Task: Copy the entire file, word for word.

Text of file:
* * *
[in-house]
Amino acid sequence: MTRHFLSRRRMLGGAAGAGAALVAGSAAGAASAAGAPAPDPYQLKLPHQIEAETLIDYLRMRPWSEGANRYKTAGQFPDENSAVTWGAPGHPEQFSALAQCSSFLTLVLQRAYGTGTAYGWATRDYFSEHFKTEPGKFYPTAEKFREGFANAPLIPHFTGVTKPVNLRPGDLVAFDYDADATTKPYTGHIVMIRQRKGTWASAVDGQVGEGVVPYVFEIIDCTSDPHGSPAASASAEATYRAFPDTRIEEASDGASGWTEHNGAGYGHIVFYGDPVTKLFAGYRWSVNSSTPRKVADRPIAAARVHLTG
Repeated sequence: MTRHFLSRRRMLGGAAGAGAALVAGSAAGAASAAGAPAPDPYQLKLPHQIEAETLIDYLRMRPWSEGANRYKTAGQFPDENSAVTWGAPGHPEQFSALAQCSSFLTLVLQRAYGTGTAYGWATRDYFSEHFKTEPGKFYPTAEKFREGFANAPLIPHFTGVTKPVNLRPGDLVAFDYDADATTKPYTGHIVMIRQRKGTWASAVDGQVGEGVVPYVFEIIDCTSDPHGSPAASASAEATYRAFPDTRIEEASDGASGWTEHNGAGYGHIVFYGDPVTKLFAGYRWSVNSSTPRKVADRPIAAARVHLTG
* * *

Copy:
[in-house]
Amino acid sequence: MTRHFLSRRRMLGGAAGAGAALVAGSAAGAASAAGAPAPDPYQLKLPHQIEAETLIDYLRMRPWSEGANRYKTAGQFPDENSAVTWGAPGHPEQFSALAQCSSFLTLVLQRAYGTGTAYGWATRDYFSEHFKTEPGKFYPTAEKFREGFANAPLIPHFTGVTKPVNLRPGDLVAFDYDADATTKPYTGHIVMIRQRKGTWASAVDGQVGEGVVPYVFEIIDCTSDPHGSPAASASAEATYRAFPDTRIEEASDGASGWTEHNGAGYGHIVFYGDPVTKLFAGYRWSVNSSTPRKVADRPIAAARVHLTG
Repeated sequence: MTRHFLSRRRMLGGAAGAGAALVAGSAAGAASAAGAPAPDPYQLKLPHQIEAETLIDYLRMRPWSEGANRYKTAGQFPDENSAVTWGAPGHPEQFSALAQCSSFLTLVLQRAYGTGTAYGWATRDYFSEHFKTEPGKFYPTAEKFREGFANAPLIPHFTGVTKPVNLRPGDLVAFDYDADATTKPYTGHIVMIRQRKGTWASAVDGQVGEGVVPYVFEIIDCTSDPHGSPAASASAEATYRAFPDTRIEEASDGASGWTEHNGAGYGHIVFYGDPVTKLFAGYRWSVNSSTPRKVADRPIAAARVHLTG